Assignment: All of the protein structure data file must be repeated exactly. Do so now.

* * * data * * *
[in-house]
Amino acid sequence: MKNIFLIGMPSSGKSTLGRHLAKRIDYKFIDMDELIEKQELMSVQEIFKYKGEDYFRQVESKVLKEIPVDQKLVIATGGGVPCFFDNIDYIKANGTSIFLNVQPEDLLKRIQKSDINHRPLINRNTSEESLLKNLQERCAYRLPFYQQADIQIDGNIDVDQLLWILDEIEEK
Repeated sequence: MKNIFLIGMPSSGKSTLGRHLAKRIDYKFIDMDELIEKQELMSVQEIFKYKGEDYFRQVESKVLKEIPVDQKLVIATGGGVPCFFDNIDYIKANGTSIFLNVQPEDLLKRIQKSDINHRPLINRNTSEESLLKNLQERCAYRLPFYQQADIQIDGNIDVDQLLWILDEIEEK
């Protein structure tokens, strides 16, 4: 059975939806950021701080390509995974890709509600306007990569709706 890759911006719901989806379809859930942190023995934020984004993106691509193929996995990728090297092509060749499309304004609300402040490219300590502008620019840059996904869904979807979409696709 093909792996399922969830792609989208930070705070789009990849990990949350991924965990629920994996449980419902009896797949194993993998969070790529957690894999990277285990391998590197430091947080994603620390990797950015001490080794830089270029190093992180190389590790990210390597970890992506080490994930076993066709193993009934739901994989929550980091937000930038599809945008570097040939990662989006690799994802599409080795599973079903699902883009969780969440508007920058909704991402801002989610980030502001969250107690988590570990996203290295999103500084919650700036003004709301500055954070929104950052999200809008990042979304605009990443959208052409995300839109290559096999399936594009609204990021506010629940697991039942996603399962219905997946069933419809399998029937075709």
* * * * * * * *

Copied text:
[in-house]
Amino acid sequence: MKNIFLIGMPSSGKSTLGRHLAKRIDYKFIDMDELIEKQELMSVQEIFKYKGEDYFRQVESKVLKEIPVDQKLVIATGGGVPCFFDNIDYIKANGTSIFLNVQPEDLLKRIQKSDINHRPLINRNTSEESLLKNLQERCAYRLPFYQQADIQIDGNIDVDQLLWILDEIEEK
Repeated sequence: MKNIFLIGMPSSGKSTLGRHLAKRIDYKFIDMDELIEKQELMSVQEIFKYKGEDYFRQVESKVLKEIPVDQKLVIATGGGVPCFFDNIDYIKANGTSIFLNVQPEDLLKRIQKSDINHRPLINRNTSEESLLKNLQERCAYRLPFYQQADIQIDGNIDVDQLLWILDEIEEK
């Protein structure tokens, strides 16, 4: 059975939806950021701080390509995974890709509600306007990569709706 890759911006719901989806379809859930942190023995934020984004993106691509193929996995990728090297092509060749499309304004609300402040490219300590502008620019840059996904869904979807979409696709 093909792996399922969830792609989208930070705070789009990849990990949350991924965990629920994996449980419902009896797949194993993998969070790529957690894999990277285990391998590197430091947080994603620390990797950015001490080794830089270029190093992180190389590790990210390597970890992506080490994930076993066709193993009934739901994989929550980091937000930038599809945008570097040939990662989006690799994802599409080795599973079903699902883009969780969440508007920058909704991402801002989610980030502001969250107690988590570990996203290295999103500084919650700036003004709301500055954070929104950052999200809008990042979304605009990443959208052409995300839109290559096999399936594009609204990021506010629940697991039942996603399962219905997946069933419809399998029937075709």